The expert is doubtful about the new peace plan in Gaza

The expert is doubtful about the new peace plan in


Yesterday, the UN Security Council voted through a resolution on a cease-fire in Gaza, which both Israel and Hamas have accepted.

In March, a similar resolution was approved – but the war continued anyway.

– The ceasefire goes completely against the current Israeli government, says expert Karin Aggestam.

  • The UN Security Council has for the second time voted through a resolution on a cease-fire in Gaza, accepted by both Israel and Hamas. Only Russia abstained from voting.
  • A similar resolution was approved in March but failed to stop the ongoing conflict.
  • This resolution includes three phases including a six-week ceasefire and the release of some hostages and prisoners. Despite the acceptance, it is uncertain whether the truce will last, according to expert Karin Aggestam.
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    For the second time, a resolution on a cease-fire in Gaza is approved in the UN Security Council. Of the 15 member states of the council, 14 voted in favor of the Biden administration’s resolution, only Russia abstained, thus choosing not to use its veto.

    The proposal, which could theoretically end the eight-month war, has been accepted by both Israel and Hamas.

    The previous attempt at a ceasefire in March not only failed, Israel’s warfare in Gaza continued – and escalated.

    The resolution consists of three phases, the initial phase is about a six-week ceasefire and the release of some hostages and some of the Palestinians imprisoned in Israel.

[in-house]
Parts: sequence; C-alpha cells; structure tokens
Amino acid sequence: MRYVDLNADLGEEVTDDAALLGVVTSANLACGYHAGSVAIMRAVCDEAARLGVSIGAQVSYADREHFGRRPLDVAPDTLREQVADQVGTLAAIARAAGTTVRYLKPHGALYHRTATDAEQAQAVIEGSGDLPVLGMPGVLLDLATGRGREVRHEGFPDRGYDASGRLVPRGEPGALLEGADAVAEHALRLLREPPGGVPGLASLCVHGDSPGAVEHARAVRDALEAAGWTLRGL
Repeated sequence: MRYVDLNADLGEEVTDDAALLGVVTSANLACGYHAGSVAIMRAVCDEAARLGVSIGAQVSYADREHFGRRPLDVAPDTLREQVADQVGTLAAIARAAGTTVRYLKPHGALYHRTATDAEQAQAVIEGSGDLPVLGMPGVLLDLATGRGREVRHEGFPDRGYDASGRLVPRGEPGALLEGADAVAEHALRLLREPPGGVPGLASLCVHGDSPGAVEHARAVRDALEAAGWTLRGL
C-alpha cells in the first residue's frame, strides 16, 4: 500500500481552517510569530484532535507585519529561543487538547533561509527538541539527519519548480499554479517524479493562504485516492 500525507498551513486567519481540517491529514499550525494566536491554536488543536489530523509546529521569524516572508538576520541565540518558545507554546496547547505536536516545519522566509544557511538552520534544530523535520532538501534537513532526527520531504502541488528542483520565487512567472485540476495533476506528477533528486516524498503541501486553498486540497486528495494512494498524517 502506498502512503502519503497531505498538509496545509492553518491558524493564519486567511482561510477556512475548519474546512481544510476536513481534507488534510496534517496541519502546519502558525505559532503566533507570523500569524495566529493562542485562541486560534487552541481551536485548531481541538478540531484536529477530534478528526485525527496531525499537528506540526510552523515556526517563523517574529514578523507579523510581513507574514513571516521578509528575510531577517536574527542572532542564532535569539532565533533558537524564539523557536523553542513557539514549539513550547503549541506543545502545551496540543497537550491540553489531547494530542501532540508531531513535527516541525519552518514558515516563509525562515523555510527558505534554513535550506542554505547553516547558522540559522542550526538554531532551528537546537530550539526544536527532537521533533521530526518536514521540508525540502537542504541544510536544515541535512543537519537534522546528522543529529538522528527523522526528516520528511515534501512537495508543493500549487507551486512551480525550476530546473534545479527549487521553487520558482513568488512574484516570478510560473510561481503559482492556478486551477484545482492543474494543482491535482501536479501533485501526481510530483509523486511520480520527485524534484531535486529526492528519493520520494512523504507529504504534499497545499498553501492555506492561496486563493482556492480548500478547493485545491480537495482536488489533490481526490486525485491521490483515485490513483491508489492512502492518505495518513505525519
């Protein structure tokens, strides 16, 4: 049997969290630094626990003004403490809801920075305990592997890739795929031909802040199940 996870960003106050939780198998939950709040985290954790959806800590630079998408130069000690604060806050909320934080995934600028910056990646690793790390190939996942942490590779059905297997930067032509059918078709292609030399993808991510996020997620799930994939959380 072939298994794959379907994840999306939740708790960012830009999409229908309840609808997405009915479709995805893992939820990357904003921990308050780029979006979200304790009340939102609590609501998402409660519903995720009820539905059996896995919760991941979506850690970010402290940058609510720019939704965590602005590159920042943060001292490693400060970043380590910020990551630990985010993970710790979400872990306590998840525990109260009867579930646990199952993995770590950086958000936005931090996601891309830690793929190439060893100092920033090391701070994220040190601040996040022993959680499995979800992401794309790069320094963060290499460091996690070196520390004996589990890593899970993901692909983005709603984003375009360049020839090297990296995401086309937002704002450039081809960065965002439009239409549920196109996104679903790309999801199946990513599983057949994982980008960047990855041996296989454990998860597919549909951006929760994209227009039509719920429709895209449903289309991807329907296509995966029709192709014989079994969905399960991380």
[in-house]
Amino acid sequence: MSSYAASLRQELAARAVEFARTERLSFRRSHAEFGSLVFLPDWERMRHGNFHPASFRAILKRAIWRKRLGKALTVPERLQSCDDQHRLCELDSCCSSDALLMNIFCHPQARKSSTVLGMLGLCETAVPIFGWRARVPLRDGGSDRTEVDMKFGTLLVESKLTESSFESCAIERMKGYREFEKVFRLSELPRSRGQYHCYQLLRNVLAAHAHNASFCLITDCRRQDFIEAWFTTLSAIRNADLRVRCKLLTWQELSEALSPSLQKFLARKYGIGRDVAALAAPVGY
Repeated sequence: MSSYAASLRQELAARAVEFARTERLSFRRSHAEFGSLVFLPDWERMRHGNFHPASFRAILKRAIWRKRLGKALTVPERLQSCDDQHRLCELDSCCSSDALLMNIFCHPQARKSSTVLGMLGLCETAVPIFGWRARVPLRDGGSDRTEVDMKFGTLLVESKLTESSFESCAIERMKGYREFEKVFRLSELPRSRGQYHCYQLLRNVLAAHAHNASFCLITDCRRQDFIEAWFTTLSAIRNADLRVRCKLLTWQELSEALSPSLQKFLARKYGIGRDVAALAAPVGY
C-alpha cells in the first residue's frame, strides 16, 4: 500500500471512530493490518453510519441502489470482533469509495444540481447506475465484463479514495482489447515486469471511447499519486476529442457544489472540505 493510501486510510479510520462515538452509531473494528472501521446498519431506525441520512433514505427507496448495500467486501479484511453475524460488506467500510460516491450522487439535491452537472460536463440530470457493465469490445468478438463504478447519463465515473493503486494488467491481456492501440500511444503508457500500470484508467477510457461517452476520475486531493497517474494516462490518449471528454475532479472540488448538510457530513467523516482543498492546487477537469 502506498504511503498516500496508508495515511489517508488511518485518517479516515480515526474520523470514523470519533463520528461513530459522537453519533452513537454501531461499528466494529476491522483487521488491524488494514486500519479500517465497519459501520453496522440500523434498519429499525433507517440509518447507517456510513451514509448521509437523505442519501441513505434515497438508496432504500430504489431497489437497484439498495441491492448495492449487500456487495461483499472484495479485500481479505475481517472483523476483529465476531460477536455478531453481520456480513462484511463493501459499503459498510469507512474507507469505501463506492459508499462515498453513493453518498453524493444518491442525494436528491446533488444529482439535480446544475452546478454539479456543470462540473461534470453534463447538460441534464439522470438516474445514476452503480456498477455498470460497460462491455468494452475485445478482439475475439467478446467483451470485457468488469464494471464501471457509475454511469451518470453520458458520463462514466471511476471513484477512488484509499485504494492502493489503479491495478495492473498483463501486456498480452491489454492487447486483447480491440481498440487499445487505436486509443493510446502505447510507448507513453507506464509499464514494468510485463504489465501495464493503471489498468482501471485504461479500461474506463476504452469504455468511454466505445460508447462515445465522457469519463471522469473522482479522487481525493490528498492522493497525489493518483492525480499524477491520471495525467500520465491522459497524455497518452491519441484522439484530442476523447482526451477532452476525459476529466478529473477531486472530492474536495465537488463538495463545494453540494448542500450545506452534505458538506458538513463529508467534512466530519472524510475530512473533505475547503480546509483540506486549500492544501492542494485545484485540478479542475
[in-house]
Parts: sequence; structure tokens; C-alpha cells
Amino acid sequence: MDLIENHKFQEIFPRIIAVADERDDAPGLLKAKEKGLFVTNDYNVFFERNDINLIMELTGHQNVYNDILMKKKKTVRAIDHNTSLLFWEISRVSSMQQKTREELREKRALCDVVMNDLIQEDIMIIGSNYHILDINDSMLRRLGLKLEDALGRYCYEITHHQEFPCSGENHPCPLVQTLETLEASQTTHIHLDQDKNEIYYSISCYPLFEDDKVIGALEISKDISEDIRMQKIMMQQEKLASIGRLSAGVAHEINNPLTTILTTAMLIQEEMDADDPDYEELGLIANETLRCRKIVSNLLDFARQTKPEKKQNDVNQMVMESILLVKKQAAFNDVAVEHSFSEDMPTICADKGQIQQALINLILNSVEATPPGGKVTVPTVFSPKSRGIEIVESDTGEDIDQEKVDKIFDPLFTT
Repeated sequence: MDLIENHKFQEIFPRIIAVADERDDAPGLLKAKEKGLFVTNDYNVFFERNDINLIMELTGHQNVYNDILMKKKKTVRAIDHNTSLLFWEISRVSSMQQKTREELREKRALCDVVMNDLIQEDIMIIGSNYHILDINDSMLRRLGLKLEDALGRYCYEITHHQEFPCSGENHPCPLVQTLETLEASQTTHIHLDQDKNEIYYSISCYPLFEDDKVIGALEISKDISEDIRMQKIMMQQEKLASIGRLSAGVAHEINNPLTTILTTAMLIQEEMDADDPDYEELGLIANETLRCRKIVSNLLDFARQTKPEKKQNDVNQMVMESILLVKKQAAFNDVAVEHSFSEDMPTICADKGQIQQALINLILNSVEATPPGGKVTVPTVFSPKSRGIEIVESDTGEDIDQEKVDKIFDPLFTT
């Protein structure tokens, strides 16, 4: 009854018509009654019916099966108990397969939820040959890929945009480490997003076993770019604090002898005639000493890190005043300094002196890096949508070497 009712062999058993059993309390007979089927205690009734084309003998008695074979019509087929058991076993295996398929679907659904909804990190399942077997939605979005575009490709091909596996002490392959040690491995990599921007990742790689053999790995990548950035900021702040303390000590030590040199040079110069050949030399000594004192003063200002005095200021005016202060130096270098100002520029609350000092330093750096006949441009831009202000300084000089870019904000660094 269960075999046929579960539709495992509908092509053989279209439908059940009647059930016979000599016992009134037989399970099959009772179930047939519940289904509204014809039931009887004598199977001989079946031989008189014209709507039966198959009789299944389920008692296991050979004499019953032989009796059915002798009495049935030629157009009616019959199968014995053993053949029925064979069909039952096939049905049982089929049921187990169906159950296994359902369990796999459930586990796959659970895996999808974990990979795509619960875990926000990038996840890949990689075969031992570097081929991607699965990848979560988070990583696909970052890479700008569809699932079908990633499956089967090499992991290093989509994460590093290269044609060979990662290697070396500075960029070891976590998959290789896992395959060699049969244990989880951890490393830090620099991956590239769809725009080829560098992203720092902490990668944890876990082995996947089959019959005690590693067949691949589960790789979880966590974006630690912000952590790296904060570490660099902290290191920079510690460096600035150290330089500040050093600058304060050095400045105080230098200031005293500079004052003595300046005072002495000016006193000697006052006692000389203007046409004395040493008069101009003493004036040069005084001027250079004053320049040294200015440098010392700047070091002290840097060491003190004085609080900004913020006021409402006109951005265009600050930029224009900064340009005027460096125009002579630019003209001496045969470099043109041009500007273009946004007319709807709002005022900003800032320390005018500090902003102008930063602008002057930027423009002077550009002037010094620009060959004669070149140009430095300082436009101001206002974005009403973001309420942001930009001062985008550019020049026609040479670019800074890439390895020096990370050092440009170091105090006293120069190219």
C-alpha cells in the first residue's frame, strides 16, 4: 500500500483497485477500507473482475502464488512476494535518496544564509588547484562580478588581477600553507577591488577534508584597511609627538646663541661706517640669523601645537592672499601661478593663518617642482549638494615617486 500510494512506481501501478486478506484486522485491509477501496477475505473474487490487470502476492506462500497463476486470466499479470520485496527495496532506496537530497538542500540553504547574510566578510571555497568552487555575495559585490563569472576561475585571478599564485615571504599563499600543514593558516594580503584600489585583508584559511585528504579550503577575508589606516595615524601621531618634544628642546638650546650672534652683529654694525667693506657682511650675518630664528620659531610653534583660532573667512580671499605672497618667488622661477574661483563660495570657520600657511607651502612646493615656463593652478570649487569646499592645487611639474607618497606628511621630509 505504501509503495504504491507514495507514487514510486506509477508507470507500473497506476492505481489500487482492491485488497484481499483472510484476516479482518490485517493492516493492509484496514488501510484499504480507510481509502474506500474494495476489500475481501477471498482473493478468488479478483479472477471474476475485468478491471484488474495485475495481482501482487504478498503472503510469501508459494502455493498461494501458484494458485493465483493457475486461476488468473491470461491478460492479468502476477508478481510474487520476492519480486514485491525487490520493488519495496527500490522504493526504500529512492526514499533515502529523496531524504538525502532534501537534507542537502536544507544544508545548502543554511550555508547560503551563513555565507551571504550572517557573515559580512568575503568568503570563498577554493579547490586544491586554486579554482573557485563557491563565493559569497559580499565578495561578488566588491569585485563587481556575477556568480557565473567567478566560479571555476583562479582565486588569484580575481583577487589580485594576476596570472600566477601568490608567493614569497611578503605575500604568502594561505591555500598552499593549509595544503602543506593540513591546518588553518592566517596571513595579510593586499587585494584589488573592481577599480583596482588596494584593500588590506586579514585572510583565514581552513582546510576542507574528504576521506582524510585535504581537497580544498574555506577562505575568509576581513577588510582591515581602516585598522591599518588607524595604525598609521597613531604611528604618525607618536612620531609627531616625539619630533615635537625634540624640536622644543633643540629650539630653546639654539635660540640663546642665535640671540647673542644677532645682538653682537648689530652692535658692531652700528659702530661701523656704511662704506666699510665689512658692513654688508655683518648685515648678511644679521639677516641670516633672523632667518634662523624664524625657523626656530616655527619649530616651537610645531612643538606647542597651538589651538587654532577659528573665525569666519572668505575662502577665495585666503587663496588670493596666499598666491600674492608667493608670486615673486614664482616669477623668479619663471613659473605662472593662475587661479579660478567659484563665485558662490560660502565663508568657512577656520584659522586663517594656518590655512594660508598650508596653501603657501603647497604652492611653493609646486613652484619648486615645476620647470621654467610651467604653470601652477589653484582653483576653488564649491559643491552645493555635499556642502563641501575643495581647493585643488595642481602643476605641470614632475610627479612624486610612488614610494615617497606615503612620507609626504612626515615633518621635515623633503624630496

The details of the ceasefire will have to be negotiated, which could be a challenge, says Karin Aggestam, professor and director of the Center for Middle Eastern Research at Lund University.

    – But a ceasefire is urgent because the humanitarian situation is catastrophic both for the hostages and
    the Palestinian civilian population who are suffering immensely.


    full screenGaza June 9. Photo: Abdel Kareem Hana / AP

    Will the truce last?

    Even if the first phase is completed, the second, and most challenging, permanent ceasefire remains.

    Is this the end of the war?

    – I would like to say that it is highly doubtful.

    Karin Aggestam believes that there is much that speaks against the truce being long-term, among other things because of Hamas’s leadership and the Israeli government’s goals for the war.

    – The government has several ministers who not only want to continue the war, but also want Israel to have more permanent control over the Gaza Strip, she says.


    full screen Karin Aggestam Photo: Johan Persson

    “The devastation is enormous”

    The third phase is about rebuilding Gaza, something that could take decades and will require a huge mobilization of the international community, resources and political will.

    – The devastation in Gaza is enormous, if not almost total. Most of the buildings, infrastructure and other things are destroyed.

    In addition to the necessity of the resolution for the humanitarian situation in Gaza, it also has a symbolic value.

    – The resolution sets a political horizon for the ceasefire by mentioning a two-state solution, that wording is important as it means that the Palestinians have the right to a state.

    FACT The three phases of the resolution

  • The initial phase begins with a six-week ceasefire while the hostages are released.
  • The second phase includes a “permanent end to hostilities” and Israel withdrawing its military capabilities from Gaza.
  • The third phase focuses more long-term and also involves a reconstruction of Gaza.
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